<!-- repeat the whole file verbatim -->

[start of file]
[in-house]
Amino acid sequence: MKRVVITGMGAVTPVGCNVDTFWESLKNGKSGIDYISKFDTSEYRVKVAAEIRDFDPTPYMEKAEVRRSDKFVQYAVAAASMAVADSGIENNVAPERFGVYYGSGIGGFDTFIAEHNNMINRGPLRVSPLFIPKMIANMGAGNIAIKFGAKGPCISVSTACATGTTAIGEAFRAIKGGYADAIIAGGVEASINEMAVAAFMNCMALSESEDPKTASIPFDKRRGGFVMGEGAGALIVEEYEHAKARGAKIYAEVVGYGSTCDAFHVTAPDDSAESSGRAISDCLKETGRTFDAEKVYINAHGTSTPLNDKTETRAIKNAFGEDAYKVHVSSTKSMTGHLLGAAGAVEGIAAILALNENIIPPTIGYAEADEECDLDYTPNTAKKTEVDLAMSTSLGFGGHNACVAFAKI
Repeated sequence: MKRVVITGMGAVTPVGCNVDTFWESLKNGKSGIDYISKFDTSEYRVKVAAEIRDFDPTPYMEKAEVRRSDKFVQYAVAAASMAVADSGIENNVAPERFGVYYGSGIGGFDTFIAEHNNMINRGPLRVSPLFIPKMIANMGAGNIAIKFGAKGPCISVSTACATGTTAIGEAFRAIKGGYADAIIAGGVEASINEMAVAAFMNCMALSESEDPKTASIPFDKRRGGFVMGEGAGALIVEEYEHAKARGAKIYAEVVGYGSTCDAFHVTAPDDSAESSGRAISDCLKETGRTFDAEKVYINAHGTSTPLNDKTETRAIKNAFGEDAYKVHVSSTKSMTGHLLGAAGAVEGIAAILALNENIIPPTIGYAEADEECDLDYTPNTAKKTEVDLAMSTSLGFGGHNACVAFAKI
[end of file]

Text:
[in-house]
Amino acid sequence: MKRVVITGMGAVTPVGCNVDTFWESLKNGKSGIDYISKFDTSEYRVKVAAEIRDFDPTPYMEKAEVRRSDKFVQYAVAAASMAVADSGIENNVAPERFGVYYGSGIGGFDTFIAEHNNMINRGPLRVSPLFIPKMIANMGAGNIAIKFGAKGPCISVSTACATGTTAIGEAFRAIKGGYADAIIAGGVEASINEMAVAAFMNCMALSESEDPKTASIPFDKRRGGFVMGEGAGALIVEEYEHAKARGAKIYAEVVGYGSTCDAFHVTAPDDSAESSGRAISDCLKETGRTFDAEKVYINAHGTSTPLNDKTETRAIKNAFGEDAYKVHVSSTKSMTGHLLGAAGAVEGIAAILALNENIIPPTIGYAEADEECDLDYTPNTAKKTEVDLAMSTSLGFGGHNACVAFAKI
Repeated sequence: MKRVVITGMGAVTPVGCNVDTFWESLKNGKSGIDYISKFDTSEYRVKVAAEIRDFDPTPYMEKAEVRRSDKFVQYAVAAASMAVADSGIENNVAPERFGVYYGSGIGGFDTFIAEHNNMINRGPLRVSPLFIPKMIANMGAGNIAIKFGAKGPCISVSTACATGTTAIGEAFRAIKGGYADAIIAGGVEASINEMAVAAFMNCMALSESEDPKTASIPFDKRRGGFVMGEGAGALIVEEYEHAKARGAKIYAEVVGYGSTCDAFHVTAPDDSAESSGRAISDCLKETGRTFDAEKVYINAHGTSTPLNDKTETRAIKNAFGEDAYKVHVSSTKSMTGHLLGAAGAVEGIAAILALNENIIPPTIGYAEADEECDLDYTPNTAKKTEVDLAMSTSLGFGGHNACVAFAKI